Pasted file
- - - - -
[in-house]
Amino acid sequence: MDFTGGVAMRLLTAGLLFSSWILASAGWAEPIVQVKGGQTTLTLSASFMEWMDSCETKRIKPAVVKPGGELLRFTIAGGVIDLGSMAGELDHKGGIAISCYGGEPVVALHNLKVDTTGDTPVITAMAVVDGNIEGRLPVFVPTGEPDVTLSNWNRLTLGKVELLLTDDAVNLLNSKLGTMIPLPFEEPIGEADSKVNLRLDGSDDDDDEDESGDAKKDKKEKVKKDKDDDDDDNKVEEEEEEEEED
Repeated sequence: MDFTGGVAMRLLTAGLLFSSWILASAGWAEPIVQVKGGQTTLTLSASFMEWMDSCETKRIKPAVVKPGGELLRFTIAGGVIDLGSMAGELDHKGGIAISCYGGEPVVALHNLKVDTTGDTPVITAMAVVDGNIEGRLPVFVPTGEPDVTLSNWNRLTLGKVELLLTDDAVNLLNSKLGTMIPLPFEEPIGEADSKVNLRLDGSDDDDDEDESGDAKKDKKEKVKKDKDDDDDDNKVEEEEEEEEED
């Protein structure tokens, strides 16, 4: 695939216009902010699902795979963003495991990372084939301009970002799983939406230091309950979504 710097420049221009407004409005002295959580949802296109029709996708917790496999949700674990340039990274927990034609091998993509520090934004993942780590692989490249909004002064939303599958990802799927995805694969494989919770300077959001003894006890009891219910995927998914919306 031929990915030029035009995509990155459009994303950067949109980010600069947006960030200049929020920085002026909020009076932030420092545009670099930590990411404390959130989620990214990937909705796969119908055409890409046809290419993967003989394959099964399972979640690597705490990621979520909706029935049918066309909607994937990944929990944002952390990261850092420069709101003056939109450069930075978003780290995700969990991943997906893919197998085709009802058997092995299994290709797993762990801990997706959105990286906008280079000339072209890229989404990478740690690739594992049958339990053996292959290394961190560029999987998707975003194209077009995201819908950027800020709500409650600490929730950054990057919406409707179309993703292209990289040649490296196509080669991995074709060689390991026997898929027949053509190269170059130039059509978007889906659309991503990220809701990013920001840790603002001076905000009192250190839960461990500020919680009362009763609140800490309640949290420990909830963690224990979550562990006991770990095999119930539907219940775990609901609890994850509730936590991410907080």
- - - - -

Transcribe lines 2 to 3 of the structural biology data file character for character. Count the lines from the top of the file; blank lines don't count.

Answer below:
Amino acid sequence: MDFTGGVAMRLLTAGLLFSSWILASAGWAEPIVQVKGGQTTLTLSASFMEWMDSCETKRIKPAVVKPGGELLRFTIAGGVIDLGSMAGELDHKGGIAISCYGGEPVVALHNLKVDTTGDTPVITAMAVVDGNIEGRLPVFVPTGEPDVTLSNWNRLTLGKVELLLTDDAVNLLNSKLGTMIPLPFEEPIGEADSKVNLRLDGSDDDDDEDESGDAKKDKKEKVKKDKDDDDDDNKVEEEEEEEEED
Repeated sequence: MDFTGGVAMRLLTAGLLFSSWILASAGWAEPIVQVKGGQTTLTLSASFMEWMDSCETKRIKPAVVKPGGELLRFTIAGGVIDLGSMAGELDHKGGIAISCYGGEPVVALHNLKVDTTGDTPVITAMAVVDGNIEGRLPVFVPTGEPDVTLSNWNRLTLGKVELLLTDDAVNLLNSKLGTMIPLPFEEPIGEADSKVNLRLDGSDDDDDEDESGDAKKDKKEKVKKDKDDDDDDNKVEEEEEEEEED